A giant leap for public health http://upload.wikimedia.org/wikipedia/commons/8/89/Apollo_11_bootprint.jpg
Nearly four years ago we said, on this very blog, how pleased we were that measures to introduce plain, standardised tobacco packaging were ‘on the table’.
Since then we have peppered our blog with 31 articles on the subject – with countless more referencing it as part of our wider work.
And no matter how many times we have stated the facts about tobacco-use they remain as shocking and enduring:
- Two-thirds of smokers start before the age of 18
- One in two long-term smokers will die from their addiction
- Smoking accounts for more than half of the preventable cases of cancer
And in the duration of our long campaign, as many times as we have rehearsed those facts, we have consistently pushed our position and that of our supporters:
The Government must introduce regulations for standardised packaging of tobacco products in this Parliament.
Last night we got one step closer to this. Alongside the release of our new polling showing support for standardised packaging reaching its highest level ever – with 72 per cent of the UK public backing the measure – we got the news we’ve been waiting for: the Government announced its intention to present regulations for standardised packaging in this parliament – taking us one step closer to getting tobacco marketing off the shelves in May 2016.
Of course, over the last 40 years, smoking rates have dropped substantially. But we know these rates don’t fall on their own. In fact, as the infographic here shows, there have been periods when smoking rates began to rise again – notably in the 1990s when action on smoking was neglected:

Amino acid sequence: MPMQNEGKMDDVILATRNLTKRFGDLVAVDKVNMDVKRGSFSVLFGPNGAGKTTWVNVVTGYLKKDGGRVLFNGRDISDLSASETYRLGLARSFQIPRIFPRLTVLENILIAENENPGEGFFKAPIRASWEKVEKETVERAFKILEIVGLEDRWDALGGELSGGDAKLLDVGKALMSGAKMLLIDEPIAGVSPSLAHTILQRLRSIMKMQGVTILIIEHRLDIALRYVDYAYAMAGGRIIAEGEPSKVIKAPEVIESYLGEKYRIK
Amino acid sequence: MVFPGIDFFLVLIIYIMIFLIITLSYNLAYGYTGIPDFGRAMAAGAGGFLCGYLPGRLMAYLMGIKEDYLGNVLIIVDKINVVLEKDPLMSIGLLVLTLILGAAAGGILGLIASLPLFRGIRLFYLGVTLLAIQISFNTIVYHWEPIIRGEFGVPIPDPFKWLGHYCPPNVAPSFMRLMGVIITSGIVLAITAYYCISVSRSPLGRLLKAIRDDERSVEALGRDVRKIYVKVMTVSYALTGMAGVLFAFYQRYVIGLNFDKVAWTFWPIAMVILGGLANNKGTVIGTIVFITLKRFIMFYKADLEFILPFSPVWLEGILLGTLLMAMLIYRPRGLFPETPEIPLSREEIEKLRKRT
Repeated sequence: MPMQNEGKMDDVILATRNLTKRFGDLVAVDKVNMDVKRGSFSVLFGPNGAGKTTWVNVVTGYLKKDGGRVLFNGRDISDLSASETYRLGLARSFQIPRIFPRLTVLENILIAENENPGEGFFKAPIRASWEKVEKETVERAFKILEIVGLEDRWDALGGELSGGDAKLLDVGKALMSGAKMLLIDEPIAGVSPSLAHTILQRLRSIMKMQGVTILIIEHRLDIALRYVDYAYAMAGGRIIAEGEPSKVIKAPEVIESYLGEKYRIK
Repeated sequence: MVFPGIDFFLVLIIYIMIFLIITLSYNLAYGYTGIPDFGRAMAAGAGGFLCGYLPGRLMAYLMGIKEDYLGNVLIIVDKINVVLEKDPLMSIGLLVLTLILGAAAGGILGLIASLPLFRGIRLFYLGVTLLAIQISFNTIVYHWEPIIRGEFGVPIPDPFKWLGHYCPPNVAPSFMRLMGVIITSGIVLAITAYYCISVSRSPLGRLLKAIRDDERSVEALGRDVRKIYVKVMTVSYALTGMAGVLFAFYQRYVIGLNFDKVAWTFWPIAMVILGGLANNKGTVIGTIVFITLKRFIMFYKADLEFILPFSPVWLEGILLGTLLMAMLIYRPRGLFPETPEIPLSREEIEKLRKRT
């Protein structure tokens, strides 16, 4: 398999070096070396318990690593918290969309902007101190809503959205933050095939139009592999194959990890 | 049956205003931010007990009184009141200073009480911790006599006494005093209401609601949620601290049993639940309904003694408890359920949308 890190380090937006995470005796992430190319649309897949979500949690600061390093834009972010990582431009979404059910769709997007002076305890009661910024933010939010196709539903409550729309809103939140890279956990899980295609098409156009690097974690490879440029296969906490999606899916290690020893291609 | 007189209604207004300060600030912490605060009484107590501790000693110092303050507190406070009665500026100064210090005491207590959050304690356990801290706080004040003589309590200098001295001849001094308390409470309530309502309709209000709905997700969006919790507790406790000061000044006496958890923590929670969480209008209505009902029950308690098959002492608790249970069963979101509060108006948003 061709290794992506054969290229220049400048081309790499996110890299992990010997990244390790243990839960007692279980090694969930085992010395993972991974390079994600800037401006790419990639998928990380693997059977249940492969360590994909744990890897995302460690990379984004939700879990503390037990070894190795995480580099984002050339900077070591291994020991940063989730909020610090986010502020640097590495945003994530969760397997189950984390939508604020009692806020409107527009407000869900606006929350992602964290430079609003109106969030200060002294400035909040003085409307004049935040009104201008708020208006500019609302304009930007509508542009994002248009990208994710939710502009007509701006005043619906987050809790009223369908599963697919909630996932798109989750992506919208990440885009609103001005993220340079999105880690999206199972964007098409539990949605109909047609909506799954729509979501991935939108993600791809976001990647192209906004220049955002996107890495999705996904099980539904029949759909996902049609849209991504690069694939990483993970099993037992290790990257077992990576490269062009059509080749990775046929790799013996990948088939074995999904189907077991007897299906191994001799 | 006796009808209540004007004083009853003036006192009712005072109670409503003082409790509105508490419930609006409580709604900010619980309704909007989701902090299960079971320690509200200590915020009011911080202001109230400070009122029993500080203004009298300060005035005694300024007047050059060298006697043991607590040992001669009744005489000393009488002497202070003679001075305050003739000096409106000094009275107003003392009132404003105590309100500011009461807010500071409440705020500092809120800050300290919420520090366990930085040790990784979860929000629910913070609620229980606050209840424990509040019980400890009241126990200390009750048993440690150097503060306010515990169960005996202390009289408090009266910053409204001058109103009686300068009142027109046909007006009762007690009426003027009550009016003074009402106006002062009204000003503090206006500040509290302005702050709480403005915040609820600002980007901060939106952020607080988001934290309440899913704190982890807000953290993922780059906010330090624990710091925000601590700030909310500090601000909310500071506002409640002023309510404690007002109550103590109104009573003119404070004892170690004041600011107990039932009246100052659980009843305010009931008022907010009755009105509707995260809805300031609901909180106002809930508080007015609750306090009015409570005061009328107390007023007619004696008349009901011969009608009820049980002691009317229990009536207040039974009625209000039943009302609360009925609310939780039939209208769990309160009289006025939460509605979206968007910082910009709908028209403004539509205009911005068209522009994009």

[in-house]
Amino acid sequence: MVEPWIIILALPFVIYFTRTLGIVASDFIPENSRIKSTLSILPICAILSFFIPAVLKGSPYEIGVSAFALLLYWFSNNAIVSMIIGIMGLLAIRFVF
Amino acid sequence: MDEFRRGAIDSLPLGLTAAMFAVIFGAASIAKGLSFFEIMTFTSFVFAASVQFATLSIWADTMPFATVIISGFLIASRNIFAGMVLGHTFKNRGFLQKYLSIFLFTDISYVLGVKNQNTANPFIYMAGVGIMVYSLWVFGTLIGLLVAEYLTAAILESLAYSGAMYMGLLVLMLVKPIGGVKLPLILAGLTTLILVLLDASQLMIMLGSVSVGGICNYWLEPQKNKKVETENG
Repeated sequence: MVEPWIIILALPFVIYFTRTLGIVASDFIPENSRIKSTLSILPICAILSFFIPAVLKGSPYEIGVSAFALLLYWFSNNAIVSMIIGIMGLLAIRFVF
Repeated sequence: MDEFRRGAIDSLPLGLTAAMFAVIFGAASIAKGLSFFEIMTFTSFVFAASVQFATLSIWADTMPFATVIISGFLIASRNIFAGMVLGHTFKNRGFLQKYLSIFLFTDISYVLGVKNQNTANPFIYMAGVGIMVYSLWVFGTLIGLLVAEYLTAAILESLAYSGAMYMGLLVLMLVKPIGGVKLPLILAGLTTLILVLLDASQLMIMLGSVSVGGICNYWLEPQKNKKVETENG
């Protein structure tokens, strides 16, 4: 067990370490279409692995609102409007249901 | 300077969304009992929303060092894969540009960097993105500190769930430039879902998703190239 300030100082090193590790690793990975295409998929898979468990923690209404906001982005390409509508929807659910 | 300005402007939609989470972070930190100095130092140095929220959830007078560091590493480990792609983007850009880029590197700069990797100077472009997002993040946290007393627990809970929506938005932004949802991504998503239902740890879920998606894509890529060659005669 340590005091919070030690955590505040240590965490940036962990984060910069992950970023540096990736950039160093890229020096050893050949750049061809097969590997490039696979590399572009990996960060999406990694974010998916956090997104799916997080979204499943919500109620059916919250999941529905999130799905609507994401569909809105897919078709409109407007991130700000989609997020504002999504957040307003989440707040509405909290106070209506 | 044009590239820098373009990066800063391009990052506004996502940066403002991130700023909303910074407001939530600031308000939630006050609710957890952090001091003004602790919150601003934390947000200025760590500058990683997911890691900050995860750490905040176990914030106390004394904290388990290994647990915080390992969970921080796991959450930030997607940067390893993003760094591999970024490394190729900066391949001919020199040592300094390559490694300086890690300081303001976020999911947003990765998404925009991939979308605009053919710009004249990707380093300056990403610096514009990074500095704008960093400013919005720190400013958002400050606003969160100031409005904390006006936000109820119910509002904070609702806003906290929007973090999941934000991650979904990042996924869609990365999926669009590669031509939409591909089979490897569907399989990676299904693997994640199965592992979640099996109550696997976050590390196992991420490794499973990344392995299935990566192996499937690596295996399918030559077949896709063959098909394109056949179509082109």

This graphically demonstrates the power – and the necessity – of continued, effective action to combat smoking. Action like standardised packaging.
In March last year, the Independent Chantler Review of the evidence for the standardised packaging, concluded that “…branded packaging contributes to increased tobacco consumption”.
So the scientific consensus is, it works. But will it wash with the public? The opponents of standard packs have called this into question. But in turn, others have questioned the independence of these voices.
Our new poll sheds some light on this. The new data clearly show that public support for standardised packaging is at its highest levels yet.
This lends more pressure to that exerted by both the growing evidence base, and the 4000 medical and health professionals who signed an open letter to Prime Minister David Cameron and Secretary of State for Health Jeremy Hunt, calling for standardised cigarette packs to be approved before the General Election.
Though the issue has become the topic of much political debate, our poll, conducted in collaboration with YouGov, shows that (based on voting intention) the measure has extensive cross-party support: 75 per cent Conservative, 75 per cent Labour, 80 per cent Lib Dem and 64 per cent of UKIP. Introducing standard packs is also backed by the Green Party:
In light of such extensive and broad support, what of the opposition to the measure?
Nothing – neither the indisputable scale of death and disease caused by tobacco use; nor the wealth of peer-reviewed, independent research, nor the positive impact that standard packs have made in Australia – contributing to record low tobacco consumption – has stemmed the industry’s fierce opposition.
Their business operates in fundamental conflict to the aims of public health and so their prerogative will be to sour measures backed by the health community.
A spokesperson for the tobacco-industry funded group Hands Off Our Packs (HOOPs) described the comparison between existing cigarette packs and standardised variants as “like showing a picture of a Lamborghini and a beaten up Ford Escort and saying which one do you prefer?” To steal a quote from an advert from one tobacco company – which was incidentally ruled to be misleading – we couldn’t have put it better ourselves.